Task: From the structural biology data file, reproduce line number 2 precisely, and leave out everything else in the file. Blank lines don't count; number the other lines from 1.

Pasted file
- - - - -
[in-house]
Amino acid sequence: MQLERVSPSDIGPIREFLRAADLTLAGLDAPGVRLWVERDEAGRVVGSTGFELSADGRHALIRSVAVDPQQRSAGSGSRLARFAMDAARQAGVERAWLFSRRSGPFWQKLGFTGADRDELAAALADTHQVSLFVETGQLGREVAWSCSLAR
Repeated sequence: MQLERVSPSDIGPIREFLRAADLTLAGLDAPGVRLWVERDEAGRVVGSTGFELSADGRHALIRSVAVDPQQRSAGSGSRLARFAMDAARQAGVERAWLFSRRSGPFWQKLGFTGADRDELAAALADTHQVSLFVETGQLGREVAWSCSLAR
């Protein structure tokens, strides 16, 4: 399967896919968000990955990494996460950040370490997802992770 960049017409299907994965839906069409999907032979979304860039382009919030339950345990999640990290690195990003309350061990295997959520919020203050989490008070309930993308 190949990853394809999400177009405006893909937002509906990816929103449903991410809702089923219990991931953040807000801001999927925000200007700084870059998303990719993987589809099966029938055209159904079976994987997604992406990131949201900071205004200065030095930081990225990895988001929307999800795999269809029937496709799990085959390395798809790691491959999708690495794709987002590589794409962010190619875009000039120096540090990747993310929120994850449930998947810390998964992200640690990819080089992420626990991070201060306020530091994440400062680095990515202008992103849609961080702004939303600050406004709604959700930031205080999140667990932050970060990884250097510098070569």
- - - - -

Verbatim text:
Amino acid sequence: MQLERVSPSDIGPIREFLRAADLTLAGLDAPGVRLWVERDEAGRVVGSTGFELSADGRHALIRSVAVDPQQRSAGSGSRLARFAMDAARQAGVERAWLFSRRSGPFWQKLGFTGADRDELAAALADTHQVSLFVETGQLGREVAWSCSLAR